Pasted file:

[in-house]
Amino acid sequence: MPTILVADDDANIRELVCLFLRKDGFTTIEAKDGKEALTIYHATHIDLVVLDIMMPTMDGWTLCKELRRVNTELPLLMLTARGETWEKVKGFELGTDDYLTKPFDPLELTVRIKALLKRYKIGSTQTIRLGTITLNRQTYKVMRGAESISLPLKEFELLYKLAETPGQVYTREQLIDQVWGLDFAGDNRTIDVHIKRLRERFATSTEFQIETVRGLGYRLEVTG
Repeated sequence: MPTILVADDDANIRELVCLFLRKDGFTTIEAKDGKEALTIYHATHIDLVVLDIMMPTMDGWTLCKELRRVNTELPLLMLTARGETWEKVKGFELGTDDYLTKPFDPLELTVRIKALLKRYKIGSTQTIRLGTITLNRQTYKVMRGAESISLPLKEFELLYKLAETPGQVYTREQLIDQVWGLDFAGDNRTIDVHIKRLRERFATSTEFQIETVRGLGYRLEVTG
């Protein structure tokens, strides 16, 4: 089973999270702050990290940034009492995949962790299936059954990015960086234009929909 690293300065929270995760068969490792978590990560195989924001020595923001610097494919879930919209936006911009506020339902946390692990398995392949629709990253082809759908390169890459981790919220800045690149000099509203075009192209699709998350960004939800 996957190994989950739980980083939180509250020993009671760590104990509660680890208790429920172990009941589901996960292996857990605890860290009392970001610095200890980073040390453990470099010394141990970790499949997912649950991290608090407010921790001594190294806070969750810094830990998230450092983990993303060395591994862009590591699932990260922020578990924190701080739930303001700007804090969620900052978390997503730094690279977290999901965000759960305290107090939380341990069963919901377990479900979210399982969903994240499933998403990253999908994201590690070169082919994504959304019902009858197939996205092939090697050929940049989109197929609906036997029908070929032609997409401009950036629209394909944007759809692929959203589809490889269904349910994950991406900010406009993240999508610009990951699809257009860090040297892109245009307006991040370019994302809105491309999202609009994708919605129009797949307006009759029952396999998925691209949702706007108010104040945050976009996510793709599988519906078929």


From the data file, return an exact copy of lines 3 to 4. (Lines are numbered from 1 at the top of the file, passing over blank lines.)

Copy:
Repeated sequence: MPTILVADDDANIRELVCLFLRKDGFTTIEAKDGKEALTIYHATHIDLVVLDIMMPTMDGWTLCKELRRVNTELPLLMLTARGETWEKVKGFELGTDDYLTKPFDPLELTVRIKALLKRYKIGSTQTIRLGTITLNRQTYKVMRGAESISLPLKEFELLYKLAETPGQVYTREQLIDQVWGLDFAGDNRTIDVHIKRLRERFATSTEFQIETVRGLGYRLEVTG
């Protein structure tokens, strides 16, 4: 089973999270702050990290940034009492995949962790299936059954990015960086234009929909 690293300065929270995760068969490792978590990560195989924001020595923001610097494919879930919209936006911009506020339902946390692990398995392949629709990253082809759908390169890459981790919220800045690149000099509203075009192209699709998350960004939800 996957190994989950739980980083939180509250020993009671760590104990509660680890208790429920172990009941589901996960292996857990605890860290009392970001610095200890980073040390453990470099010394141990970790499949997912649950991290608090407010921790001594190294806070969750810094830990998230450092983990993303060395591994862009590591699932990260922020578990924190701080739930303001700007804090969620900052978390997503730094690279977290999901965000759960305290107090939380341990069963919901377990479900979210399982969903994240499933998403990253999908994201590690070169082919994504959304019902009858197939996205092939090697050929940049989109197929609906036997029908070929032609997409401009950036629209394909944007759809692929959203589809490889269904349910994950991406900010406009993240999508610009990951699809257009860090040297892109245009307006991040370019994302809105491309999202609009994708919605129009797949307006009759029952396999998925691209949702706007108010104040945050976009996510793709599988519906078929």